Boys Who Grow Up Without A Father Suffer Greater Health Problems 


New research shows boys who suffer the loss of a father, such as through death, incarceration or divorce, have worse health than boys whose fathers live in the same home.  There are some exceptions, however, such as boys with a sufficient household income after his parents divorce.

The research was published in the medical journal Pediatrics and was part of the federally funded Fragile Families and Child Wellbeing Study.  In this particular case, scientists looked at the DNA obtained through saliva samples from nearly 2,500 children from 20 cities.  

Scientists used telomere length as a basis for determining a child's overall health.  Longer telomeres signal better health.  

Telomeres are caps of DNA on the tips of our chromosomes. Think of them like the cap on a bicycle tire or the plastic tips of shoelaces that prevent the laces from fraying. Certain things cause our telomeres to shorten, and when that happens we experience cell dysfunction leading to various health problems. 

In the case of boys, nine-year-olds who had no father in the home had telomeres that were 14 percent shorter than those with fathers. When broken down by reason for the loss of the father, the effect was greatest , 16 percent,  in children whose fathers were dead. For children whose fathers were incarcerated, the reduction in telomeres averaged 10 percent; for those whose parents were divorced or separated, it was 6 percent.

This research "underscores the important role of fathers in the care and development of children and supplements evidence of the strong negative effects of parental incarceration," the study concluded.

One of the study's authors, Dr. Daniel Notterman, a senior scientist in Princeton University's Department of Molecular Biology, told the Deseret News that he was surprised to find that the children's DNA was affected to the extent that it was.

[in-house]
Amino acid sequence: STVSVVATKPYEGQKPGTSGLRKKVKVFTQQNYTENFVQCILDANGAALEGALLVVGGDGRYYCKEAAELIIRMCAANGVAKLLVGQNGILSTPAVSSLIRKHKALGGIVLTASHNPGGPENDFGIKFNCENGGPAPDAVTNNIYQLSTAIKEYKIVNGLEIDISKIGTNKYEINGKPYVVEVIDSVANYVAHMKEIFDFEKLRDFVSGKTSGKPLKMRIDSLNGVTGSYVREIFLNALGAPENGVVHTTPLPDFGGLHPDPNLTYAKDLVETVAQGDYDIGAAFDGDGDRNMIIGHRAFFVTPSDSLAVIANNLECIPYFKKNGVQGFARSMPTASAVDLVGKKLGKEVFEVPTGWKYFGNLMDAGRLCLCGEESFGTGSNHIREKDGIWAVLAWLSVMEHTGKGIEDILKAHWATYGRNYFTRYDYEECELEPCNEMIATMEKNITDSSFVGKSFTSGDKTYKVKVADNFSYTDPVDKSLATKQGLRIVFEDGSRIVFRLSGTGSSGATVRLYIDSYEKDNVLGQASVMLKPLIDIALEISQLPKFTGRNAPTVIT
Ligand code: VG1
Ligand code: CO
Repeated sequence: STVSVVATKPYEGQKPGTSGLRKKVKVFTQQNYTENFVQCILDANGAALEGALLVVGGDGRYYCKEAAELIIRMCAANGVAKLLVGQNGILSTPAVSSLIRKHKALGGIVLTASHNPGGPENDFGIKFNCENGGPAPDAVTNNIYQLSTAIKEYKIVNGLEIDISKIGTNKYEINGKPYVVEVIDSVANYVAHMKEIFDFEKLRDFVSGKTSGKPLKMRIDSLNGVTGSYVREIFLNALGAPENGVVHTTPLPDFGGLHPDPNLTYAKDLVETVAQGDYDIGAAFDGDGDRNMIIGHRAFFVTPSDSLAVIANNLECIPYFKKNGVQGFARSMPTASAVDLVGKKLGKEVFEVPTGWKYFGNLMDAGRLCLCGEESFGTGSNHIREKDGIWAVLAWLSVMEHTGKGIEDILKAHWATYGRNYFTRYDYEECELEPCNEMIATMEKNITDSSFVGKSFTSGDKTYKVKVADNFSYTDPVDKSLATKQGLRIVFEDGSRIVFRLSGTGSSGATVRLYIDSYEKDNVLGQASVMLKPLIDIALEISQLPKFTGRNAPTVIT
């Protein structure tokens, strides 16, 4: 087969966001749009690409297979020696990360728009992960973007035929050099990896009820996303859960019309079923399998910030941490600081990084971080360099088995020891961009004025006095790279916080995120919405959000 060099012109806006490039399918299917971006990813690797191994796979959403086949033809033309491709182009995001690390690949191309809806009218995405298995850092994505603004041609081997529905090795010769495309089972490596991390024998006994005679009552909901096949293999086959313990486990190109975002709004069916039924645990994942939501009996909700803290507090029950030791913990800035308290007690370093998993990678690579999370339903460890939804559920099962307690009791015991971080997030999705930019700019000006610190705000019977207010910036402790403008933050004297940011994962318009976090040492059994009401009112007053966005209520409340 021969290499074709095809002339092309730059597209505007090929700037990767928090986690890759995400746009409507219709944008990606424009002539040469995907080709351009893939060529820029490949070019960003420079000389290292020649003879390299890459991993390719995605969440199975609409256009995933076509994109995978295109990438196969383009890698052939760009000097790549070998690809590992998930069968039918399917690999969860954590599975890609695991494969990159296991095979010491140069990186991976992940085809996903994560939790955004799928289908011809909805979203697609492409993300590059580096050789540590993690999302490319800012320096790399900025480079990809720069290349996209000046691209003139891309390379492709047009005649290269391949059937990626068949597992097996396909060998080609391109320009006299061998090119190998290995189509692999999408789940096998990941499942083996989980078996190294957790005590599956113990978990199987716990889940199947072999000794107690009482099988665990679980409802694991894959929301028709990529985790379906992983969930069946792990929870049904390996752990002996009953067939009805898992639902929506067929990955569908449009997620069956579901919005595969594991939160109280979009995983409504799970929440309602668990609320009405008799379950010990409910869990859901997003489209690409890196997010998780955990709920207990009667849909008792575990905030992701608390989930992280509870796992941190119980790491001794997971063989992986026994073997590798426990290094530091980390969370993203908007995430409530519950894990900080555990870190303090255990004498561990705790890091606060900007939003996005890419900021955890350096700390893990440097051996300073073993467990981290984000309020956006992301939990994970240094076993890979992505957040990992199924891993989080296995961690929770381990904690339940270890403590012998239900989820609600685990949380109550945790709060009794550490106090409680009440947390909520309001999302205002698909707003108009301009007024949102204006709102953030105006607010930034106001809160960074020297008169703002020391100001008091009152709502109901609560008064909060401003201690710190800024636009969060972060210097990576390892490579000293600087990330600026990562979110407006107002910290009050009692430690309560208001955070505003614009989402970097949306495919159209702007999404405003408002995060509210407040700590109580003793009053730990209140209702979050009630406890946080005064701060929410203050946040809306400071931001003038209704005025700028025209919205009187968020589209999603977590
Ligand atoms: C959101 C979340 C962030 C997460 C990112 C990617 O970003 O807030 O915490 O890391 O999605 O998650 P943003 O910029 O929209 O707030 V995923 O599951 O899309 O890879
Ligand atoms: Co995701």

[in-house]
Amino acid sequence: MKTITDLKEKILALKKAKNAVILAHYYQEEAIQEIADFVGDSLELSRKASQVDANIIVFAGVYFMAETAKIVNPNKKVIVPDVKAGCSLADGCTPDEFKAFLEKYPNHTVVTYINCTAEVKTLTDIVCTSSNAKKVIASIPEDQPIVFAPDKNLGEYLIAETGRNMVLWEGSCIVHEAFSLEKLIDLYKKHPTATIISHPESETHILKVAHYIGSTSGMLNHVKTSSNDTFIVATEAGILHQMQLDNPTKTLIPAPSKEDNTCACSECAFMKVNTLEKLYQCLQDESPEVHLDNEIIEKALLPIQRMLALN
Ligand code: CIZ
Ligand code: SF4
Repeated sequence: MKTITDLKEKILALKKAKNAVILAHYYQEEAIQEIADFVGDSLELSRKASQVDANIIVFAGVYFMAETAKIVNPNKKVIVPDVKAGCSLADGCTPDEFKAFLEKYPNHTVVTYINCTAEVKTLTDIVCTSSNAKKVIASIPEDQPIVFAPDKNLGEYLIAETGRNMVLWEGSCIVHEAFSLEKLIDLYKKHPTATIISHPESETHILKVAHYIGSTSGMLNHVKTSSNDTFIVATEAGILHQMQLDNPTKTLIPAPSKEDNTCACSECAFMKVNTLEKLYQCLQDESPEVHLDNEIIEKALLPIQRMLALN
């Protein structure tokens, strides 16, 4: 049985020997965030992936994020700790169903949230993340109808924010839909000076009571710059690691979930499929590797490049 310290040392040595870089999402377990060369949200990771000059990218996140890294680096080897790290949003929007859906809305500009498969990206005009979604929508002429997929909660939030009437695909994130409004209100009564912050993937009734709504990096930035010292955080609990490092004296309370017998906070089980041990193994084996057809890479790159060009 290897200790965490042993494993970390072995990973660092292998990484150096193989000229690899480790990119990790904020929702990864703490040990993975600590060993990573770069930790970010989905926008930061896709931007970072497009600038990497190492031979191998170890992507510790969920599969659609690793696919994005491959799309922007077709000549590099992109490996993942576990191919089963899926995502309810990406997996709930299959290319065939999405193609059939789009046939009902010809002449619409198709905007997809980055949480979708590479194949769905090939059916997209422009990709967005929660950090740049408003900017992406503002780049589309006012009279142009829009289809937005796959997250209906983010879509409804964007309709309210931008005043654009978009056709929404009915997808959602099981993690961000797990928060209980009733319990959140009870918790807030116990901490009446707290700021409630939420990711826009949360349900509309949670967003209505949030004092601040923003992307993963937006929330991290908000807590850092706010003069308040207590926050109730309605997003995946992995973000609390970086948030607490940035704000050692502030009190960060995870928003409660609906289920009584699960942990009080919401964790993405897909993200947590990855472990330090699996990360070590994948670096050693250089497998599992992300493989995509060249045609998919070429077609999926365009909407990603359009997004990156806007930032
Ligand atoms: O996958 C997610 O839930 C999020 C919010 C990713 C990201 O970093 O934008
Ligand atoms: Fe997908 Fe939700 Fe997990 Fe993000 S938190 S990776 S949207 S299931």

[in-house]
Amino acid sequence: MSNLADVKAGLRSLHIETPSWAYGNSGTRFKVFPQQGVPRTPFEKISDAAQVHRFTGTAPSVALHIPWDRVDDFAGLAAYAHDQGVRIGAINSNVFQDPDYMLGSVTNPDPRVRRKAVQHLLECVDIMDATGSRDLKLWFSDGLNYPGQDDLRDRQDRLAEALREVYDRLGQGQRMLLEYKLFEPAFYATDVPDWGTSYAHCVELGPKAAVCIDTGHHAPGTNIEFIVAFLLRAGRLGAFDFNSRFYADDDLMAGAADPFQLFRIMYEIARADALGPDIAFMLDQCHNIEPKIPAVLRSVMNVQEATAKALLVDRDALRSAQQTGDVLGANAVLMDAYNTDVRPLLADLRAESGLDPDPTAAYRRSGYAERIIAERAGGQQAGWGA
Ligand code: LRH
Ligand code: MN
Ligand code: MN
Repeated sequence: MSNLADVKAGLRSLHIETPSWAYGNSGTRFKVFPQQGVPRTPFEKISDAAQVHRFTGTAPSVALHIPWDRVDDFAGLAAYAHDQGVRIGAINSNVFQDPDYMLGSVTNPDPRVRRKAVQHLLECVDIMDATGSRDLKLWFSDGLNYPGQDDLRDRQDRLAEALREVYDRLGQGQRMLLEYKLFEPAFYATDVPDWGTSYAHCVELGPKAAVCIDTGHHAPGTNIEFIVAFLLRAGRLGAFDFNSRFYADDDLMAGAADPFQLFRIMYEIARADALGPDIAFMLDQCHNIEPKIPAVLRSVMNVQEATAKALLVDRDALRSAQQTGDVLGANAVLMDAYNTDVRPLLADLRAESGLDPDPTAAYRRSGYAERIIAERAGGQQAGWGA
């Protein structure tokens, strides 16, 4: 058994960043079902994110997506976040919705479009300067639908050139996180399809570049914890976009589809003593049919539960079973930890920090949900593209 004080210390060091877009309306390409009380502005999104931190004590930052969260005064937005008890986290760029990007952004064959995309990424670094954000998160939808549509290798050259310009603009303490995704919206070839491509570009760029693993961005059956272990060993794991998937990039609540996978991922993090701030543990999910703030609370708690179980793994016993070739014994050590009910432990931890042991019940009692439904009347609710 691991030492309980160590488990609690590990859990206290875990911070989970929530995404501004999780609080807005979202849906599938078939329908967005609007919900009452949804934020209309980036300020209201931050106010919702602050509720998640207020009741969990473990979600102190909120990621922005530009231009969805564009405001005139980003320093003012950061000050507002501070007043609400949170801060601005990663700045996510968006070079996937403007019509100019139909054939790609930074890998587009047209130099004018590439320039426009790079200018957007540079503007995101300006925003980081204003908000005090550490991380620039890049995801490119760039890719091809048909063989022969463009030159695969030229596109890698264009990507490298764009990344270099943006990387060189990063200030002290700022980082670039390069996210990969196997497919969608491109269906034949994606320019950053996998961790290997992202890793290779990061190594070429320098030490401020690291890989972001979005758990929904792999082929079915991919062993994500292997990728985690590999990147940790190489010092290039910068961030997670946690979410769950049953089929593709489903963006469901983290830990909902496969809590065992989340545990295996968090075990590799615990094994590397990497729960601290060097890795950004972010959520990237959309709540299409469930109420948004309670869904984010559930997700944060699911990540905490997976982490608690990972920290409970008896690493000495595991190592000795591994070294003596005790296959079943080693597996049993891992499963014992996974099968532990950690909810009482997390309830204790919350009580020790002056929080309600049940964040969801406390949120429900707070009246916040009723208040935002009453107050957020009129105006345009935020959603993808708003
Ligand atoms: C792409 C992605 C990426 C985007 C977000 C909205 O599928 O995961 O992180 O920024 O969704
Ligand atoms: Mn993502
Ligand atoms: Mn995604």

The research "underscores the important role of fathers in the care and development of children and supplements evidence of the strong negative effects of parental incarceration," the authors said.

However, researchers discovered telomere length among boys whose parents were divorced remained relatively good in homes where they experienced financial stability. 

"I wouldn't think of anything in this study as being too much good news, but it is a positive, at least for separation and divorce, that much of the problem seems to be related to loss of income," Notterman said.

Results did not vary according to race or the boy's age when the father left the home.

The researcher did not delve into the reasons why the boys with absentee fathers had shorter telomeres than those whose fathers were present, but Notterman ventured a guess.

"We couldn't test for these, but we have theories. Children need fathers; they're very important. They play an economic role, but also provide love and attention, stability and cohesion, and they're role models," he said, adding, "When a father dies, the child suffers an irreplaceable loss, and having a father who is incarcerated adds to other problems that may be present in the family, such as poverty and racism."

The good news is telomere length can be improved, not just for struggling boys, but for all people of both genders and all ages.  Healthy lifestyle choices make a big difference.  Topping the list is stress management to include prayer, exercise and enough sleep.  Diet plays a huge role in telomere length.  Avoiding processed foods, sugar and other white carbohydrates while eating lots of colorful vegetables are the most helpful dietary choices.  

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